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Local News

  • Moving some dirt in New London

    The groundbreaking in New London, Friday, was a big event. It was so big that it brought state and local officials, representatives of major corporations and an official from Virginia Tech who came in from Blacksburg. It was so big that Sheriff Mike Brown was personally directing traffic.

        The groundbreaking was for the Center for Advanced Engineering and Research (CAER) facility at the New London Business and Technology Center. The $7.6 million building is being paid for by a Tobacco Commission grant.

  • Sue Montgomery retires from county

        Friday morning, Oct. 30, was Sue Montgomery’s last day on the job.

        Montgomery, Bedford County’s director of economic development, has retired. She has worked for Bedford County for 20 years.

        “First, I’m going to take a long break,” Montgomery commented that Thursday evening.

  • Winter hours won't change at D-Day Memorial

    According to Dr. William McIntosh, director of the National D-Day Memorial Foundation, the Memorial will remain open on its normal schedule this winter.

        Dr. McIntosh said the Foundation goes through an evaluation process every year, looking at its circumstances and deciding if it’s feasible to remain open.

        “This is a regular process that most businesses associated with outdoor activities go through,” he said.

  • Vendors learn about ways to improve Farmers Market

    Those in Bedford who would like to see a thriving Farmers Market heard Monday just how successful one can be.

        Tom Womack, a farm producer who has been involved in the successful Staunton/Augusta County market for a number of years, told the 15 in attendance of that market’s growth. It now draws, at peak times, some 40 vendors on a Saturday morning who serve up to 3,000 customers a day. In all, that market will account for close to $400,000 in sales this season.

        But it wasn’t always that way.

  • Putney reelected; Republicans sweep top three state offices

        Tuesday, Nov. 3 proved to be a good day for Republicans as their candidates made a sweep of the top state offices by solid margins. Bob McDonnell became Virginia's 71st governor, defeating Democrat Creigh Deeds by 1,100,470 votes to 774,676. 59 percent of those voting in the gubernatorial race preferred McDonnell.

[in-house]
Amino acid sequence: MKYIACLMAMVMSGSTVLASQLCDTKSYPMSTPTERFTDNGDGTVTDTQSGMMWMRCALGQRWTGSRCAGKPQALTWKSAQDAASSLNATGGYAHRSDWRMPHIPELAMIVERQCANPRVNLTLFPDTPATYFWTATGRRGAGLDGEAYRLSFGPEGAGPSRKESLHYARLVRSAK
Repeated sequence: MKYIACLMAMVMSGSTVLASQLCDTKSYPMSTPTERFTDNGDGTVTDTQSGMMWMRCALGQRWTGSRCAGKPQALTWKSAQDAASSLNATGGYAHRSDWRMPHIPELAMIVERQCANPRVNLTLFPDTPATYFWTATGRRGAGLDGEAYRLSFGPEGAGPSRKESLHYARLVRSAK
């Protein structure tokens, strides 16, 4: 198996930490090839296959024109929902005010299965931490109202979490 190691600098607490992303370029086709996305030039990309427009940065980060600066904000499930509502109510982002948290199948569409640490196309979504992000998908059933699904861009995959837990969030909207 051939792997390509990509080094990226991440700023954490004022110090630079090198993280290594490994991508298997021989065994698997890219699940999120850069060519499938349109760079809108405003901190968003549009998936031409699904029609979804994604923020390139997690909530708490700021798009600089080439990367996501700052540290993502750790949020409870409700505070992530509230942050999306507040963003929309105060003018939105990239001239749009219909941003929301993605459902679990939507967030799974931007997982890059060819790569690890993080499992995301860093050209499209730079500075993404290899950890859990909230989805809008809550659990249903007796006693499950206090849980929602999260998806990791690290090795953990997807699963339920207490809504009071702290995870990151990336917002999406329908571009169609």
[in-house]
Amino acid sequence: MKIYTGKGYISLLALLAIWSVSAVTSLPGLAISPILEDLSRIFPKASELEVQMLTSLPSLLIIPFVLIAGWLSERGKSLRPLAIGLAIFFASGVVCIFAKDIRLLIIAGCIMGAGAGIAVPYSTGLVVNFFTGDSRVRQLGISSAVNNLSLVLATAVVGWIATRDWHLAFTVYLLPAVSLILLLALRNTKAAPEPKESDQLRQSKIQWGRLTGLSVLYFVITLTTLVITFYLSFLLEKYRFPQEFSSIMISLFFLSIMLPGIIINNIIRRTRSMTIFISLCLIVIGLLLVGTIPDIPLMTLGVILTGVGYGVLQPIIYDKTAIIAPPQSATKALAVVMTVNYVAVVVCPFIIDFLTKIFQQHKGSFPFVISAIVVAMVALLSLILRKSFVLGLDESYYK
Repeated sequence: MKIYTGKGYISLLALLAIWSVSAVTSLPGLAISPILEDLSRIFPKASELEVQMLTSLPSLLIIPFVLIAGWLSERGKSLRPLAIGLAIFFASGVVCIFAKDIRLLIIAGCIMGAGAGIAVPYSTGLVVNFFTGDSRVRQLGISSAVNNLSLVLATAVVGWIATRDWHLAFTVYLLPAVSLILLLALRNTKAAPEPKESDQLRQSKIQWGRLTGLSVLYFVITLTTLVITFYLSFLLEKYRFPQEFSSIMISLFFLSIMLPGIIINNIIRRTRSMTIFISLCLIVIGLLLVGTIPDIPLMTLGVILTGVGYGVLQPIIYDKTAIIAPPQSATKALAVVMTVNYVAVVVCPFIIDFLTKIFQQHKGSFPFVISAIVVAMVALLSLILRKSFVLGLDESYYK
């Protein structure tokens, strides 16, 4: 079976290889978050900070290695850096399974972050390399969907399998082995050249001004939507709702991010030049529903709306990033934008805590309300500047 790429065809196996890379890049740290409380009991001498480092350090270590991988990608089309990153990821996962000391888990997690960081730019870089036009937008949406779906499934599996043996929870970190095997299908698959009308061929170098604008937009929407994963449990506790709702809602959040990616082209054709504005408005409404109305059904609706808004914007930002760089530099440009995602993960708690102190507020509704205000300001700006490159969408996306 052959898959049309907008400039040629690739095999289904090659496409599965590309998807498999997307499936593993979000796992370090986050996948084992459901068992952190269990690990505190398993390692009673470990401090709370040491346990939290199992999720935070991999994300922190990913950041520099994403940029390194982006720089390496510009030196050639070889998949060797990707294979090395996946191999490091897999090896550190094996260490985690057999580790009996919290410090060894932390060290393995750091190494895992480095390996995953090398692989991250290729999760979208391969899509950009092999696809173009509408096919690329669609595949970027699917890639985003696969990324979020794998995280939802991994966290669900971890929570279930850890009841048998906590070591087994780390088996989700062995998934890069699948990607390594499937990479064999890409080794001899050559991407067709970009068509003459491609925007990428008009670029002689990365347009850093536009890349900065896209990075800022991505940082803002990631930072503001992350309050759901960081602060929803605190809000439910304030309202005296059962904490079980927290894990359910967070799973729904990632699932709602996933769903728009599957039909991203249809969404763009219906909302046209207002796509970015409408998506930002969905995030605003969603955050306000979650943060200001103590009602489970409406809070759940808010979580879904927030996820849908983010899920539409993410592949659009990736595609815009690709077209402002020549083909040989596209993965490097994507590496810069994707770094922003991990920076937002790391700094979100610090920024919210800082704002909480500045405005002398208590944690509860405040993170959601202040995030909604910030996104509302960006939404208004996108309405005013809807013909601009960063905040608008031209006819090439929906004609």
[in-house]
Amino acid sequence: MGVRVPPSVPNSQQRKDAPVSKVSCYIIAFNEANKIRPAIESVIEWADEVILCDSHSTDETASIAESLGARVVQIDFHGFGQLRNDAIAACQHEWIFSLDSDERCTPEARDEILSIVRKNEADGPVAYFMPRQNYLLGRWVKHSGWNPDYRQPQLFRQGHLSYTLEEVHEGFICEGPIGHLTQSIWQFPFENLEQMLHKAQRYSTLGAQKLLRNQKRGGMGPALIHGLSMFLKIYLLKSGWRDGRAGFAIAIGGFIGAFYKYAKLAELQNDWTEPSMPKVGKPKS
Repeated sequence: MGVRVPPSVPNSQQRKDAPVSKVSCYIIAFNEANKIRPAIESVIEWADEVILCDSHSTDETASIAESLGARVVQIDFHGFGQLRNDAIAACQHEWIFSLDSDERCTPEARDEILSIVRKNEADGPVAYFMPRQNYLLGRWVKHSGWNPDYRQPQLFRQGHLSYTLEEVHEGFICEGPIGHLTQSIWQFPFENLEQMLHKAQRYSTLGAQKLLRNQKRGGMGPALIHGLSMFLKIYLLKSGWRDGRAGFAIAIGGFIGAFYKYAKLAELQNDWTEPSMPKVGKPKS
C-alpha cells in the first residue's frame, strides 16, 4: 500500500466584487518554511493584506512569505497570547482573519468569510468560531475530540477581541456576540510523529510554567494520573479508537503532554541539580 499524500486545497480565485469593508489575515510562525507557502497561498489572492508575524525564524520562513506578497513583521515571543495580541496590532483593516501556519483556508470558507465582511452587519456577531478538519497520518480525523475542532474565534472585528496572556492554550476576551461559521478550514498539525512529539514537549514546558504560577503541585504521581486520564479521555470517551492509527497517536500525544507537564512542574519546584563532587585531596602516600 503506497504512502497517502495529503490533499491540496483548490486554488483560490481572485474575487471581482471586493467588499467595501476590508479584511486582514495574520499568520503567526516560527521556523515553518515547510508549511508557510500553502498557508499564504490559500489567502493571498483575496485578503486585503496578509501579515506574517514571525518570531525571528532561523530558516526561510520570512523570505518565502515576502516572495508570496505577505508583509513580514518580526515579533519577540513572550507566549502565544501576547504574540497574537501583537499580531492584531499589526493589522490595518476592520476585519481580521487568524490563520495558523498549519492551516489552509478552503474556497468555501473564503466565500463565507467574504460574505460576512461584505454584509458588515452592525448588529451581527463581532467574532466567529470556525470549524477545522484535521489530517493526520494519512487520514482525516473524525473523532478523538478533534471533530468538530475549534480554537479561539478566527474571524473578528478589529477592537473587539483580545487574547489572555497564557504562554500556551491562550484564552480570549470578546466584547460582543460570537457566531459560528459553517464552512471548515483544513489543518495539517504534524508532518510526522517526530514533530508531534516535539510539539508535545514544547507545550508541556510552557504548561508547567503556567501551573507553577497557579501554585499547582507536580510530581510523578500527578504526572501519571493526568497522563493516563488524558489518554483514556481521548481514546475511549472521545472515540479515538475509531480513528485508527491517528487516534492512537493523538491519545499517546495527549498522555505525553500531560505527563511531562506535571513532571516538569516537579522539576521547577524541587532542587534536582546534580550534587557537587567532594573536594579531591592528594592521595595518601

Bill Bolling was reelected for another term as lieutenant governor with 1,086,145 votes, defeating Democrat Jody Wagoner, who got 836,203. Voters preferred Bolling by a margin of 56.46 percent to 43.46 percent.

  • Bedford resident drops out of race for Republican nod

    Brad Rees, an Appomattox County native and Bedford resident, announced last week that he is no longer seeking the Republican nomination to challenge Congressman Tom Perriello in next year’s election. Rees was one of several people seeking the Republicans’ nod to try to unseat Perriello.

  • Bedford has a new postmaster

    The new job for Bedford’s new postmaster represents both something new and a lot that’s familiar.

        Cindy Sours took charge on Sept. 3, replacing May Massie who retired this year. She comes from the Rocky Mount post office where she served as the supervisor. According to Sours, the supervisor is the second in command at the post office, working directly under the postmaster. So, becoming Bedford’s postmaster was a step up for her.

  • All-Americans

    For the second year in a row, Jefferson Forest High School’s (JFHS) marching band will be represented in the U. S. Army All-American Marching Band. The Band performs at the U. S. Army All-American Bowl during half-time on Jan. 9.

  • 'Tuesday Mourning'

        The Waynesboro Players, a community theater group in Waynesboro is kicking off its season with a play about Bedford’s D-Day experience.

        It’s called “Tuesday Mourning” and it got started when Duane Hahn read Alex Kershaw’s book “The Bedford Boys.” Hahn has been with the Waynesboro Players for 40 years and has written plays before. The book inspired him to do a play about these men.

  • Bedford chips in to help a neighbor

    Since a major fire derailed Olde Liberty Station, efforts have been underway to help the restaurant’s staff who were left unemployed. Corey Crompton, the city’s IT manager, notes that unemployment benefits don’t do much for waiters and waitresses. Crompton said that the fire affected 50 people.

        Crompton’s involvement in this effort is as a member of the band Generic Folk, one of three bands that will perform a benefit concert for Olde Liberty Station employees at the Bower Center on Nov. 14.